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AllMusic Review by Paul Simpson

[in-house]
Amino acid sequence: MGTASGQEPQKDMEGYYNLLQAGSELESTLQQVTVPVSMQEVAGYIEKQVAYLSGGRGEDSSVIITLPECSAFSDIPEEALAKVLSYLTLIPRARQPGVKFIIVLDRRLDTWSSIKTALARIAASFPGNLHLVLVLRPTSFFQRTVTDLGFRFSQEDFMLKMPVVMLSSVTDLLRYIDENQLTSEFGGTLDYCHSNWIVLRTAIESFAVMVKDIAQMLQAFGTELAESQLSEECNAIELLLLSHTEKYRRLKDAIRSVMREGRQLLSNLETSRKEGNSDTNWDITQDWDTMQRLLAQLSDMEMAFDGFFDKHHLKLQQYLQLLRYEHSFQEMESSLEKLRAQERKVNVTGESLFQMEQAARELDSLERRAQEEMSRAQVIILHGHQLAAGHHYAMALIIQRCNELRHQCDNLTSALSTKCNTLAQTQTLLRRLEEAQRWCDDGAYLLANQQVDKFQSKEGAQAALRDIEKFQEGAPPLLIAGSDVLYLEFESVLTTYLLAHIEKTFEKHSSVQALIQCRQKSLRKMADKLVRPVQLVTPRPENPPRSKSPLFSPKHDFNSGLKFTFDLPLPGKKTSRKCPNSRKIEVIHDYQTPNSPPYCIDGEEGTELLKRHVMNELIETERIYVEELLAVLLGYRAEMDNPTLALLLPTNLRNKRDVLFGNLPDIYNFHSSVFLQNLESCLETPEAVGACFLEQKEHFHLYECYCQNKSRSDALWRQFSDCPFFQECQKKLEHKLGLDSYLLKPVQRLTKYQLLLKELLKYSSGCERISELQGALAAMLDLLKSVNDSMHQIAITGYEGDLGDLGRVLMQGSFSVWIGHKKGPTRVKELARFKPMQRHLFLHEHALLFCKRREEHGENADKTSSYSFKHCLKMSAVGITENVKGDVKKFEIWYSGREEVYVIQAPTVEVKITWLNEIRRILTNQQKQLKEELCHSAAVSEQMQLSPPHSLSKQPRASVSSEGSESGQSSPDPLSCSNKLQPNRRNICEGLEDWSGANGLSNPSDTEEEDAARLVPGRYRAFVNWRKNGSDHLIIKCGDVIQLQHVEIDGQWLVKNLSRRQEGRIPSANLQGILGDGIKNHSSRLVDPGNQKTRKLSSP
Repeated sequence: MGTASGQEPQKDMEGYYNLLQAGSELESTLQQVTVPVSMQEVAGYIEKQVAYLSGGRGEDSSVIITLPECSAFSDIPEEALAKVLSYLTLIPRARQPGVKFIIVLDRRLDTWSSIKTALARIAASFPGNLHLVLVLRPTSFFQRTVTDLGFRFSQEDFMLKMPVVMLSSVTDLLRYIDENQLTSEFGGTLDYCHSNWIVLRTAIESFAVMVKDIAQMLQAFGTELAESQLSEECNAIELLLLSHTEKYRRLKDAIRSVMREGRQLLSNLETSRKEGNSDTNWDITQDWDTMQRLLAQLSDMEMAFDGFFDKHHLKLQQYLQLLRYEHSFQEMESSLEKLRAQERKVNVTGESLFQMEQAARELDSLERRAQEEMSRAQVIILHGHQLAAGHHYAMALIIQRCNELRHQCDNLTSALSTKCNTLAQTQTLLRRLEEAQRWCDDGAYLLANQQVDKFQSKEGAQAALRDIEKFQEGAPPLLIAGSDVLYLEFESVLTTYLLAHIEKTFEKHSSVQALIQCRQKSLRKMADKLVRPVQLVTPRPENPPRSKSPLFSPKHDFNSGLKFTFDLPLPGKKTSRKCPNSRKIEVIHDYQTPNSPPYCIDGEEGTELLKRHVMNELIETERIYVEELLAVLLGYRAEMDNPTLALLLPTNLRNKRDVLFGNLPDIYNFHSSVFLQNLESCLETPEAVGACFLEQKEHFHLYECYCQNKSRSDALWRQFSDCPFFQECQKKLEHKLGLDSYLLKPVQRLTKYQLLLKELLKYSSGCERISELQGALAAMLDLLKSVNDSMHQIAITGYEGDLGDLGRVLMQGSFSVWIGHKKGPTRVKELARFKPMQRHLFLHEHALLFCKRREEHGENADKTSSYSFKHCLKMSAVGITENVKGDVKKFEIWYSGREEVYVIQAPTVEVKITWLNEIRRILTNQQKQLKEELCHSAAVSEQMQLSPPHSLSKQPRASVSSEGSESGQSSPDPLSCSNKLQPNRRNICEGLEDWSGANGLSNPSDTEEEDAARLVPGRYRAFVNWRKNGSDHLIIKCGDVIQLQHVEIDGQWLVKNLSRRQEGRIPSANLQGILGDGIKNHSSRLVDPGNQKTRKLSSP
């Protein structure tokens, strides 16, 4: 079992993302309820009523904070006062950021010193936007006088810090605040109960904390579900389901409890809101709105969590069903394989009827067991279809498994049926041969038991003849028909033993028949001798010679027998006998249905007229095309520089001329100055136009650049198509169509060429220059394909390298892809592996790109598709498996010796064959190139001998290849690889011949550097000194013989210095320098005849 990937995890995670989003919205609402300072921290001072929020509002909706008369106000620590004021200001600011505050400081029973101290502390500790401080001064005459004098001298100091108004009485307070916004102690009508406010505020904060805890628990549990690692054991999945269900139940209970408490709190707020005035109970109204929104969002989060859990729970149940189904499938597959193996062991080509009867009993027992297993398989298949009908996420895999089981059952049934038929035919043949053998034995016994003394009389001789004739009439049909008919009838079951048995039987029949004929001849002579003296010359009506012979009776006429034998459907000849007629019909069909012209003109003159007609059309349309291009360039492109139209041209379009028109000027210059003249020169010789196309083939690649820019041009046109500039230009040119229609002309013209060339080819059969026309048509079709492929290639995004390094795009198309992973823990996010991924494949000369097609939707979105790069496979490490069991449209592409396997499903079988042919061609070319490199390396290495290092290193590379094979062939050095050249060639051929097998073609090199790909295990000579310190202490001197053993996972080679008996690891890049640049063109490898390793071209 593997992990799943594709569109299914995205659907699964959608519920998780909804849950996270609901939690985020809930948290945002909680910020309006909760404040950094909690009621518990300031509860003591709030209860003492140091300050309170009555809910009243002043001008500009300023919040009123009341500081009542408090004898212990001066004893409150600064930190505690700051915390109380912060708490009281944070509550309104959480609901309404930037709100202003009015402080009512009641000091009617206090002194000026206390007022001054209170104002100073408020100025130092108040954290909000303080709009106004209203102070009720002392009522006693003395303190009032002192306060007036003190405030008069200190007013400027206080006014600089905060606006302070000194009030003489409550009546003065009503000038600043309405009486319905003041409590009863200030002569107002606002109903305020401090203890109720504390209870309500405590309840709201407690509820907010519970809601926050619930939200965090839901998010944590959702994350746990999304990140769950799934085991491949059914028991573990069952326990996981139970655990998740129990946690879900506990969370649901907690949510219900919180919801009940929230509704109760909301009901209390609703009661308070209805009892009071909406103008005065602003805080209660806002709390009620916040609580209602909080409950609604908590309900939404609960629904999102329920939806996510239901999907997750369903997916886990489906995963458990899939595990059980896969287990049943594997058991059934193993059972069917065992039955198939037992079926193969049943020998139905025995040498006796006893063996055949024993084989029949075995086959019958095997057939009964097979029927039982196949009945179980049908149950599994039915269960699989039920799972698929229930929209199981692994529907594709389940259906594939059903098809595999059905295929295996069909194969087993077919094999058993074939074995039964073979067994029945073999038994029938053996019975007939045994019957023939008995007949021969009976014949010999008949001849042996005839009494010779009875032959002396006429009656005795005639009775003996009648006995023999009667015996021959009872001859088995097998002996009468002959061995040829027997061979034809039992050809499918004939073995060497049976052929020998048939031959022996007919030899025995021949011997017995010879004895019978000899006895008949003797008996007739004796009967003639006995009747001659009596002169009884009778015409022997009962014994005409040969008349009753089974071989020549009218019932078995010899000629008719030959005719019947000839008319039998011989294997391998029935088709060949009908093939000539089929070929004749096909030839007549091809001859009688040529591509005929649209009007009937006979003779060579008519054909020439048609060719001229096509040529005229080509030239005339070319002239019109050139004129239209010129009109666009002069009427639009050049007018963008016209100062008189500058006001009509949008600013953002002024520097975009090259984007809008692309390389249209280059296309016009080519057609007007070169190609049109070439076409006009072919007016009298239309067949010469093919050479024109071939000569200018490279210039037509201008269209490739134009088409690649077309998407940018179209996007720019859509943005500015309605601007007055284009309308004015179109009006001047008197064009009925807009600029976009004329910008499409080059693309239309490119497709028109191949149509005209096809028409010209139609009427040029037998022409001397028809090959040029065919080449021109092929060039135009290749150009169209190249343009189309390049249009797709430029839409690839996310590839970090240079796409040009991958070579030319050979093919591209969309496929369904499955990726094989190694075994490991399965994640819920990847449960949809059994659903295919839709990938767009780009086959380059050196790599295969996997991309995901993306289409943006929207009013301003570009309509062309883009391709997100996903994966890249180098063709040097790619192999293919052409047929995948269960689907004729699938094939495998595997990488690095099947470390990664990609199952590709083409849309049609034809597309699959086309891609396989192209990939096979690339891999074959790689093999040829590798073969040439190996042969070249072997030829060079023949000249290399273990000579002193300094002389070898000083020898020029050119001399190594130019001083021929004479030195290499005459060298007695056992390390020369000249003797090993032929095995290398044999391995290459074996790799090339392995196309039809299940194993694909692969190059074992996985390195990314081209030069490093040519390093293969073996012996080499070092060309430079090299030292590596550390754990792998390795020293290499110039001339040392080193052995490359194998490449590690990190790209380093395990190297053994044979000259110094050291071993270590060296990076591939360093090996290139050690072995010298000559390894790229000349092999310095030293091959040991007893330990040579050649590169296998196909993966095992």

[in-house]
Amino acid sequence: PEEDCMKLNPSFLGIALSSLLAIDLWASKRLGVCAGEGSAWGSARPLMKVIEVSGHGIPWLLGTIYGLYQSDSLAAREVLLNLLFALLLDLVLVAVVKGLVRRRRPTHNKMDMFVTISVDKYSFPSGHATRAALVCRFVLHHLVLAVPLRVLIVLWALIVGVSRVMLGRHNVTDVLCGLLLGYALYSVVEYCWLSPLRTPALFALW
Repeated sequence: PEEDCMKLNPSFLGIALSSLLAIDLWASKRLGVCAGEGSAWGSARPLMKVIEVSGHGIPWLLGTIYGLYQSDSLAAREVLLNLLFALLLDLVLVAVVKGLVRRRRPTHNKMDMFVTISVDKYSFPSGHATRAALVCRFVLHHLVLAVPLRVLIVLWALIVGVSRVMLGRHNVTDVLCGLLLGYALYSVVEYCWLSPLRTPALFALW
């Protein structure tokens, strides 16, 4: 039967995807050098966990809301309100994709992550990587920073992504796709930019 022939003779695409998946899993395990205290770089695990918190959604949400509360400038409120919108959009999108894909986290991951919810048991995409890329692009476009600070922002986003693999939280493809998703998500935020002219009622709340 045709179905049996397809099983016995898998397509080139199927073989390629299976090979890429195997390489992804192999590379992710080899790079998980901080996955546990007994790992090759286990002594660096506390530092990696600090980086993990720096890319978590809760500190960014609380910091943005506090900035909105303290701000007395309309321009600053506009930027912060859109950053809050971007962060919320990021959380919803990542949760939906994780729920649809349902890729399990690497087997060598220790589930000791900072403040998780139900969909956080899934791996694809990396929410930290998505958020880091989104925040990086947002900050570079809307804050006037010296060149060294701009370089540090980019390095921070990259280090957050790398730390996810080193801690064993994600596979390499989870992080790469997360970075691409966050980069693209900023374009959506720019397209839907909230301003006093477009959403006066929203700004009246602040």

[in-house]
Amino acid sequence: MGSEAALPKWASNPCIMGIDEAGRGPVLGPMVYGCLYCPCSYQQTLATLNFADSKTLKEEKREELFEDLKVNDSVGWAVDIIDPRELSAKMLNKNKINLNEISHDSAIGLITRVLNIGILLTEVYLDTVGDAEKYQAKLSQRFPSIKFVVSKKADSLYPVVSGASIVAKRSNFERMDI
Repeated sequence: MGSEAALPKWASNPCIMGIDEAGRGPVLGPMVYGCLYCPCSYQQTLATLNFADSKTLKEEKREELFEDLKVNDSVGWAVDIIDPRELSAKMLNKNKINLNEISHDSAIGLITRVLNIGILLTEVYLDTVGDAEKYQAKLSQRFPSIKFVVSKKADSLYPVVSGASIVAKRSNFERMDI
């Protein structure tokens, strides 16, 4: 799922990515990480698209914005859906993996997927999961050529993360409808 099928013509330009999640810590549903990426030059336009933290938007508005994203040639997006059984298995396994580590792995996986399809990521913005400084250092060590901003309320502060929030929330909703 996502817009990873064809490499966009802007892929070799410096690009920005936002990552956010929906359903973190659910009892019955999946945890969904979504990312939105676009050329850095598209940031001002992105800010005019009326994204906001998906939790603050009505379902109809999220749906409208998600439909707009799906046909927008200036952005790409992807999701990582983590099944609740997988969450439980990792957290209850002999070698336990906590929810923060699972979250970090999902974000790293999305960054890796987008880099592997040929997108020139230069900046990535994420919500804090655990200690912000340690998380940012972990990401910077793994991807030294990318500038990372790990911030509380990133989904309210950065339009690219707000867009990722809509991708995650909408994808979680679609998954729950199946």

"Gossamer" is defined as something having a light, thin, or delicate quality, and while Los Angeles-based producer Evan Reiner's debut full-length under the Gossamer moniker fits these descriptions, there's a considerable amount of care put into his work, ensuring that his songs don't just float away in the breeze. Reiner spent two years gathering sounds in order to craft this album, traveling throughout the United States and Japan in order to capture bizarre and beautiful noises. The album is full of ghostly whispers and buzzing insects, but it's the calm, detailed beats and organic melodies that make the most lasting impression. "Print" begins with jazzy hi-hats, sparkling pianos, and thumping downtempo kick drums, gradually layering in eerie backwards vocals and a droney, shoegaze-like melody. "3d Relief" has detached, offbeat synth bleeps cloaked by layers of beautiful acoustic stringed instruments, tied together with slow, thudding beats. Highlight "Okuma" is reminiscent of IDM at its most sparse, with a gentle, snowflake-like melody gracefully falling on fluttering acoustic guitar and sighing vocals, and soft, almost subliminal beats. Drum-heavy "J-cruise" concentrates on rattling percussion and hand drums, punctuated by a few booming bass drops and synths that swarm like air-raid sirens. The album's final two tracks are weightless and ambient, fittingly concluding with the sound of crickets chirping. Automaton is fragile and wispy (and short, at only 28 minutes), but it proves that Reiner is highly skilled at arranging lush, ethereal sounds, and is a quietly stunning listening experience.

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